Geek Pride Day II or generation defence against clichés.
One week ago I read a comment on a blog with the typical opposition Bugs Bunny [cartoons from before the 80s, most of them American] against “all that ultraviolent manga” that came later. I could answer with the typical observation about Heidi and Marco being as Japanese as Dragon ball or Pokémon and still a recurrent model according to our parents.
But I don’t want a clichés exchange; I want to think over it with you. Let’s imagine a violence scale and place these types of cartoons in it:
1. People with superpowers fighting evil people with their fists and shining effects.
2. Animals fighting in a contest which finishes when one of them gets tired.
3. An animal which chases another animal constantly and that prey mutilates, cuts into pieces, smashes… their aggressor repeatedly.
4. Girls who chase demons and send them to a different dimension with a kaleidoscope because they tried to break couples and steal all the cakes of a city.
5. A robot who helps a boy to study and be a better person.
Bear in mind that the violence in 3 wants to make you laugh and all the other make lots of speeches about friendship, love and other values. Make your own ranking, I’m just going to tell you the names of the cartoons:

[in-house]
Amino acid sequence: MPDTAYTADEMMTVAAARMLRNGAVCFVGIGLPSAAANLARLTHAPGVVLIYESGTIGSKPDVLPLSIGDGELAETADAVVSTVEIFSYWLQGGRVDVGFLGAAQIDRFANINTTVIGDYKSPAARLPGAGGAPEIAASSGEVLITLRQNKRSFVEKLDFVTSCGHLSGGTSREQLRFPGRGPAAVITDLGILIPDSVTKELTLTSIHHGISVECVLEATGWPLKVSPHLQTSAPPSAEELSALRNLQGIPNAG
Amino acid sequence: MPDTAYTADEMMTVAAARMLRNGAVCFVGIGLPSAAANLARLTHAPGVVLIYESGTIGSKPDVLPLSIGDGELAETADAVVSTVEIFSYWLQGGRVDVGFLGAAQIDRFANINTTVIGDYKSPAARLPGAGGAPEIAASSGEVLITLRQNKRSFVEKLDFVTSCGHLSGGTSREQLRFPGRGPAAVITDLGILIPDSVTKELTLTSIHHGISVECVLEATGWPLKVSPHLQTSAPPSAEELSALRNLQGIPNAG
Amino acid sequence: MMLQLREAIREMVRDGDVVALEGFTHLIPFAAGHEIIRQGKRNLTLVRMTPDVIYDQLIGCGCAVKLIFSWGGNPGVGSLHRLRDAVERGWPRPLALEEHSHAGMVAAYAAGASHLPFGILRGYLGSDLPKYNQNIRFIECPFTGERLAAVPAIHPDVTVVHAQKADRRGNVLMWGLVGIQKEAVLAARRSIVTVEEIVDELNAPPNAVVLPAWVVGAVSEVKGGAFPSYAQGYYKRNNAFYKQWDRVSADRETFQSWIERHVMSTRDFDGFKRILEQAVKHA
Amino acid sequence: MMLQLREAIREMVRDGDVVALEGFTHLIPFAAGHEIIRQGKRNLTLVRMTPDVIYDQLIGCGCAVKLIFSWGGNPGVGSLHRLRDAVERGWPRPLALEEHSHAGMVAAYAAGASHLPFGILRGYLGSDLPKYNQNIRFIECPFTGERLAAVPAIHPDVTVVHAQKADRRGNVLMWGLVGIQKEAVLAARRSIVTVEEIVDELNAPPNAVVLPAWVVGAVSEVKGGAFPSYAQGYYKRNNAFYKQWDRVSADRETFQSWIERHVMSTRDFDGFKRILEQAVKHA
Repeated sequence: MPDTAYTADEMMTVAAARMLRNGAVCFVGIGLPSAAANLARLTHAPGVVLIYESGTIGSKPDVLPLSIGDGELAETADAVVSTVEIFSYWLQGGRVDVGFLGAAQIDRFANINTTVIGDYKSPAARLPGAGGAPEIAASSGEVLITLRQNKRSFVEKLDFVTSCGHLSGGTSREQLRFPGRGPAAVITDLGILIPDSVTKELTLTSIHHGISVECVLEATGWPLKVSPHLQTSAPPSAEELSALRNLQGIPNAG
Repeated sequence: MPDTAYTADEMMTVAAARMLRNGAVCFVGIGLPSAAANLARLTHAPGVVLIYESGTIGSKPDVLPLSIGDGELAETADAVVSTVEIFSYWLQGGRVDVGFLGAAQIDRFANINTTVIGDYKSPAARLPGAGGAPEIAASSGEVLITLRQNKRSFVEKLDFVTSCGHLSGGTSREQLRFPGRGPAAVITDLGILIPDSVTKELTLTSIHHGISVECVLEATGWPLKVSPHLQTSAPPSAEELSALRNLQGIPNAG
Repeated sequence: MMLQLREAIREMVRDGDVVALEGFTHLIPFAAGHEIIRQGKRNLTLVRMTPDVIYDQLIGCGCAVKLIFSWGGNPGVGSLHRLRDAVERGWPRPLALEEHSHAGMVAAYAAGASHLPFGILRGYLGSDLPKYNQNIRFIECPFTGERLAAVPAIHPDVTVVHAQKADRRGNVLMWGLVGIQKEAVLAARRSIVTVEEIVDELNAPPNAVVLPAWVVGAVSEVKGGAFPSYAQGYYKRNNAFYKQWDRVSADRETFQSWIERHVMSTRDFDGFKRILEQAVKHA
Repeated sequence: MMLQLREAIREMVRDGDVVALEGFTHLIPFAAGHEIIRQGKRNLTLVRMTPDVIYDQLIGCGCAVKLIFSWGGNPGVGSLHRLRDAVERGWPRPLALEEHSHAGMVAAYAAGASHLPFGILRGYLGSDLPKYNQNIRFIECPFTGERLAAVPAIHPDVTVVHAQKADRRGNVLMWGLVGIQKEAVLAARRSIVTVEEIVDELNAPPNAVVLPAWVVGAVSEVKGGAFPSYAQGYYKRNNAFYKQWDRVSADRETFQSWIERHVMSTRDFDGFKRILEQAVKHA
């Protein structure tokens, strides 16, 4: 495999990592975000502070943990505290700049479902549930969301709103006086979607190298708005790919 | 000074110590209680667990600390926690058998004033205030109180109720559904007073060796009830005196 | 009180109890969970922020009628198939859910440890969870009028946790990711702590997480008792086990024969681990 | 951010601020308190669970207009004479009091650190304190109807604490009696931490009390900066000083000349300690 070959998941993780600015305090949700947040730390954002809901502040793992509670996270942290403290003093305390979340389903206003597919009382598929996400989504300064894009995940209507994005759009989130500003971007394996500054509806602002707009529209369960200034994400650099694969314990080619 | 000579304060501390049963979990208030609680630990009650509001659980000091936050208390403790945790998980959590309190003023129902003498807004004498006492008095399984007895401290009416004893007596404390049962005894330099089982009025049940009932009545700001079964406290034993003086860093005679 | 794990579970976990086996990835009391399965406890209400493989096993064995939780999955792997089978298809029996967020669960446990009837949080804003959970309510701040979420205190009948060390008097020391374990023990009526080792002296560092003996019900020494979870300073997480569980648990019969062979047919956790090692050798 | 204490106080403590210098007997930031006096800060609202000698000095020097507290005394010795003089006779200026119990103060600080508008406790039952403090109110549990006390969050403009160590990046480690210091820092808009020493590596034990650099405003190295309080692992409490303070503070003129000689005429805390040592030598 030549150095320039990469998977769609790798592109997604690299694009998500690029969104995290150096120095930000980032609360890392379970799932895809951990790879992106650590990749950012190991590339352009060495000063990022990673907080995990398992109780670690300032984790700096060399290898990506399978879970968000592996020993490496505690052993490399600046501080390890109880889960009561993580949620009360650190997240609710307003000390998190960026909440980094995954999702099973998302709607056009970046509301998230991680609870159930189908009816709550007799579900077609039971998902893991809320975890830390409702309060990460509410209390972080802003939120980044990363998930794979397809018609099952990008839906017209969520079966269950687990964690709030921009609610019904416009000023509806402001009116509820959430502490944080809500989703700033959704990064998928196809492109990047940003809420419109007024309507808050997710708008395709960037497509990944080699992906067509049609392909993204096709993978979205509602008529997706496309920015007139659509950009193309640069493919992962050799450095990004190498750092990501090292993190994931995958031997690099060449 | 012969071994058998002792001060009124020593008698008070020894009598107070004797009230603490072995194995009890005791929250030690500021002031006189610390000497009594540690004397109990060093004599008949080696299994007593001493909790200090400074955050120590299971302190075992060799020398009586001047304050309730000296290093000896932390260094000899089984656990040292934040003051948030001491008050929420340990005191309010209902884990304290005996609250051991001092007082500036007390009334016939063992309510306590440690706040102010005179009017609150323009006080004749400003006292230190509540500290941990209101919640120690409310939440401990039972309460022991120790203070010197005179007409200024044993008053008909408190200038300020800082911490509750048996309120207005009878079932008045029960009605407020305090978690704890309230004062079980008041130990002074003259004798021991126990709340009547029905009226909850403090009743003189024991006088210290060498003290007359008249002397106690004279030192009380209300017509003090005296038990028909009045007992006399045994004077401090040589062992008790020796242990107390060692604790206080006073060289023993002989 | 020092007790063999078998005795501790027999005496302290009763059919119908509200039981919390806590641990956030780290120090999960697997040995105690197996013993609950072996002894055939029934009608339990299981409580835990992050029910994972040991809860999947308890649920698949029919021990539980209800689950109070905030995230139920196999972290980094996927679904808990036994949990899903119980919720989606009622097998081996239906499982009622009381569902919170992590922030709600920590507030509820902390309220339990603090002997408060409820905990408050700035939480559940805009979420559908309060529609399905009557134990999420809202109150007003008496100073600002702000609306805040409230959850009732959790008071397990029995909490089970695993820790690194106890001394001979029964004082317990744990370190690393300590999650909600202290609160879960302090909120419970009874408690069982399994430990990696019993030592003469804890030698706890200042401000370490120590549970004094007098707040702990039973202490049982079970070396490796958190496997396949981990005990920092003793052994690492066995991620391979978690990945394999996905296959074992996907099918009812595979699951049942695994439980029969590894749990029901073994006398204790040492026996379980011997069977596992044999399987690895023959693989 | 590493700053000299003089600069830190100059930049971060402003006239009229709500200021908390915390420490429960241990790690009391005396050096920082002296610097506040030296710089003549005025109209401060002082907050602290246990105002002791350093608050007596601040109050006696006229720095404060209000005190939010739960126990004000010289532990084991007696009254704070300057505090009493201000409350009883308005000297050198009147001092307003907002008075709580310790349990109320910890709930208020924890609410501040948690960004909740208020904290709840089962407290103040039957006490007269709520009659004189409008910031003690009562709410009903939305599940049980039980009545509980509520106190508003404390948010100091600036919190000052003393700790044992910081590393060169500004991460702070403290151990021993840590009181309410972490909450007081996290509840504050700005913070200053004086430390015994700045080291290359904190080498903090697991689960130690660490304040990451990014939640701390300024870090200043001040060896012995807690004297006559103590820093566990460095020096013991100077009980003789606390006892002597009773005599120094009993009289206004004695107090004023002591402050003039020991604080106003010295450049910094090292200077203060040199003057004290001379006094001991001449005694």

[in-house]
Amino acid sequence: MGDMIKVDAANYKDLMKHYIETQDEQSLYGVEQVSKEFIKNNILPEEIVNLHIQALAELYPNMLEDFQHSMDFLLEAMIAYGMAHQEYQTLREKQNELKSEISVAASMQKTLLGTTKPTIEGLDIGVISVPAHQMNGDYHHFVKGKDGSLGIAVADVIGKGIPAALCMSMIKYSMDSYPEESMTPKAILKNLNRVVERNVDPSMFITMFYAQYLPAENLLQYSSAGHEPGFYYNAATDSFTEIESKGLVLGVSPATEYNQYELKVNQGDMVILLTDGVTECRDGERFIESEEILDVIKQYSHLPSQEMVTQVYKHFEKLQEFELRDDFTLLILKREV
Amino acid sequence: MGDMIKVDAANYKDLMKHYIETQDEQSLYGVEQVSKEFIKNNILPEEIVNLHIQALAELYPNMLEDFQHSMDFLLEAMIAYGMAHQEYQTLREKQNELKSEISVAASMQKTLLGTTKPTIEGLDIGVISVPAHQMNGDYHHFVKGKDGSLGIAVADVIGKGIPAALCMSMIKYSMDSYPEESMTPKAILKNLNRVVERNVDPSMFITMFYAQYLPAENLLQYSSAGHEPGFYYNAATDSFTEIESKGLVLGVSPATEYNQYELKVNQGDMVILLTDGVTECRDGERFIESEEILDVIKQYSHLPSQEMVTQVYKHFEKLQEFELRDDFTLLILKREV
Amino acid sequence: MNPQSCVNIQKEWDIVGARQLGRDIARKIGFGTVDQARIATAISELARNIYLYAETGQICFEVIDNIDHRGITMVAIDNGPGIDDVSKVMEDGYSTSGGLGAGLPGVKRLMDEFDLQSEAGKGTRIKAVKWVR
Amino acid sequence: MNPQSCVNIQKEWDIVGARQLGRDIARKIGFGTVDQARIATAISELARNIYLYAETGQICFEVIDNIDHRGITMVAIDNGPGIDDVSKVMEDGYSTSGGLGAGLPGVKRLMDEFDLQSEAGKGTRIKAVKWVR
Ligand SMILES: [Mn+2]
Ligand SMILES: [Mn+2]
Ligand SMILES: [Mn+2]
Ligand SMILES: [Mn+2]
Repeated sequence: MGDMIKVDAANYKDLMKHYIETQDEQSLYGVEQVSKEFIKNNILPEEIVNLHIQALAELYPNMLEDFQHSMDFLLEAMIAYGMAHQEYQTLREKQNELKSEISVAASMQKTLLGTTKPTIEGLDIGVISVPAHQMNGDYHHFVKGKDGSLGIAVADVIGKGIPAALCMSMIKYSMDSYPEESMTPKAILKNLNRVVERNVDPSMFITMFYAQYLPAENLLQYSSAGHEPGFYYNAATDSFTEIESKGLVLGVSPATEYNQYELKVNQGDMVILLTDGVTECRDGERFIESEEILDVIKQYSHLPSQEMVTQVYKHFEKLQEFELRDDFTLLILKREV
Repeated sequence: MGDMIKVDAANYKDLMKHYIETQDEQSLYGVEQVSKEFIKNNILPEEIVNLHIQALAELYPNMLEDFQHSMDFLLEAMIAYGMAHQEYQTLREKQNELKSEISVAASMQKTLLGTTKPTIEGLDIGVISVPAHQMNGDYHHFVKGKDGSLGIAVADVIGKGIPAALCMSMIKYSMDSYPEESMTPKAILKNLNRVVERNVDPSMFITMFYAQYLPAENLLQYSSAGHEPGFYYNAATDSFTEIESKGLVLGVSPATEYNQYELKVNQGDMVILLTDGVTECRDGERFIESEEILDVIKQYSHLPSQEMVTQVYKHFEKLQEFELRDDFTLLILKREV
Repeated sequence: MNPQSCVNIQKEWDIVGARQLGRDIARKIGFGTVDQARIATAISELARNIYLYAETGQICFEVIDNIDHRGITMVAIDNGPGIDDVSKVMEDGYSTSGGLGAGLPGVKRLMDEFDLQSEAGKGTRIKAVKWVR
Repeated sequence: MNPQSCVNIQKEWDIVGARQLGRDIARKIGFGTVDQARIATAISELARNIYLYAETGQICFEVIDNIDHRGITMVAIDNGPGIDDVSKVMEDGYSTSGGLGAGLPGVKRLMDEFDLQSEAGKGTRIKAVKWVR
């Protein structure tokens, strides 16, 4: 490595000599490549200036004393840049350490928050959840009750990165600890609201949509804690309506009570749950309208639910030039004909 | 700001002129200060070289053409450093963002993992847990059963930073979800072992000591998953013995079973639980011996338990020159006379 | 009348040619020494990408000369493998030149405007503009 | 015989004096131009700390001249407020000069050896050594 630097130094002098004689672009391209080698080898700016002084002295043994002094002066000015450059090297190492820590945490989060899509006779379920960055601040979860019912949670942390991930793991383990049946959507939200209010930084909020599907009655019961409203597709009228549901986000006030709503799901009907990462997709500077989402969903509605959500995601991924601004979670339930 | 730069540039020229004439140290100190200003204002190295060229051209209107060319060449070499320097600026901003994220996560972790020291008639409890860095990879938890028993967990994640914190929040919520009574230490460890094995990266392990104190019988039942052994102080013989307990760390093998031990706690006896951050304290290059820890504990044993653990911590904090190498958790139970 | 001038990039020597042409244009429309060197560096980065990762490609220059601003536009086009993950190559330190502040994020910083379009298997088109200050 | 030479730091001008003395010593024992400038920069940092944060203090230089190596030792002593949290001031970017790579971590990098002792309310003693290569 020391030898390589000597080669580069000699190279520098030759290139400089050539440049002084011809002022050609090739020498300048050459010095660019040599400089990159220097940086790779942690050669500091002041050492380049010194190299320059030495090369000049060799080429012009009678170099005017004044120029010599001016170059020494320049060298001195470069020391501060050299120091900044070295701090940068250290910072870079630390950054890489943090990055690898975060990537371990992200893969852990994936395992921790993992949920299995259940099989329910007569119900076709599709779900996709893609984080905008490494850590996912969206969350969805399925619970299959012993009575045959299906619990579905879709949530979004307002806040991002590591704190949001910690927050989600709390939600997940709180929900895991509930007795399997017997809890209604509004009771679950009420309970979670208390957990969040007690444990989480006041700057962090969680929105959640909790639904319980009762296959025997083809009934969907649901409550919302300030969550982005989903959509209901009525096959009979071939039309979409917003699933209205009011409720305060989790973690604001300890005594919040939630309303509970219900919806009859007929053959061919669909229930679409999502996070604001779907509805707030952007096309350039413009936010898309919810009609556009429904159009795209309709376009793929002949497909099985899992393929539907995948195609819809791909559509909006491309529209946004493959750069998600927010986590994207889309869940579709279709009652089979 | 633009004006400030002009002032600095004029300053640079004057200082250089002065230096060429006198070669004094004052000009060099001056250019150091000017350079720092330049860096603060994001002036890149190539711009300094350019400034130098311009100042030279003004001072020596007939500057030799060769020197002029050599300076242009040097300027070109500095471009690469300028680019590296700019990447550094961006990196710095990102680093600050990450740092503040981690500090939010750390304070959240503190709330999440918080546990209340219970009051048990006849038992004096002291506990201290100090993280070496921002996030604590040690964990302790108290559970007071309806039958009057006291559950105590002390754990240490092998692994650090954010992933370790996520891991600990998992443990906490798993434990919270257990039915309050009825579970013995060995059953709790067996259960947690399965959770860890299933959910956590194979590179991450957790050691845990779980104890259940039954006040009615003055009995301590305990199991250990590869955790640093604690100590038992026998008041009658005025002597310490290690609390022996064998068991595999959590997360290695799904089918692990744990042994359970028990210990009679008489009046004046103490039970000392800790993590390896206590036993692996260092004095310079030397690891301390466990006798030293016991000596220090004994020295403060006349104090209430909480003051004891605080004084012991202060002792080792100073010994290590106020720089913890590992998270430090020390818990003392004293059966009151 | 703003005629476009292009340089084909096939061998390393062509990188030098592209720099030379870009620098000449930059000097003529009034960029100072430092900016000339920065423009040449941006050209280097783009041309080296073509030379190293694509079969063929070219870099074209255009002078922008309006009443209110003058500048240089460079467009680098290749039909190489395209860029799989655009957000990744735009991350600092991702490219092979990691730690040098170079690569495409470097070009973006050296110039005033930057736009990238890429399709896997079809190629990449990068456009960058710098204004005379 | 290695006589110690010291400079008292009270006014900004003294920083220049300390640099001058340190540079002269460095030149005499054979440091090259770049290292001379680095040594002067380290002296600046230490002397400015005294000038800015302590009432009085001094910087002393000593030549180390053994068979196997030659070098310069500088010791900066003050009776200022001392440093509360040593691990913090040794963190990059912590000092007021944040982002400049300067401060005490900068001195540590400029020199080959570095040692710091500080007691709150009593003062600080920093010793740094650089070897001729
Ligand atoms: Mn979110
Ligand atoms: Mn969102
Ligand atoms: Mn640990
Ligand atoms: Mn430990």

1. Dragon ball (Japan) and any American superhero (USA)
2. Pokémon (Japan)
3. Any Warner cartoons (USA) and Itchy and Scratchy from the Simpson (USA)
4. Sailor Moon (Japan)
5. Doraemon (Japan)
Some defend type 3 because they are unreal animals and nothing bad happens to them. The same people criticise type 2, even if the animals are even more unreal and there’s a moral speech in every episode. I won’t deny that my opinion must have shaped the issue to match with my thoughts, but there’s one sure thing: Violence existed long before television and it’s up to the parents how their kids process it. I’ve seen lots of Japanese cartoons and they are often too much Disney. Well, Disney is much crueller; but let’s save it for a future post.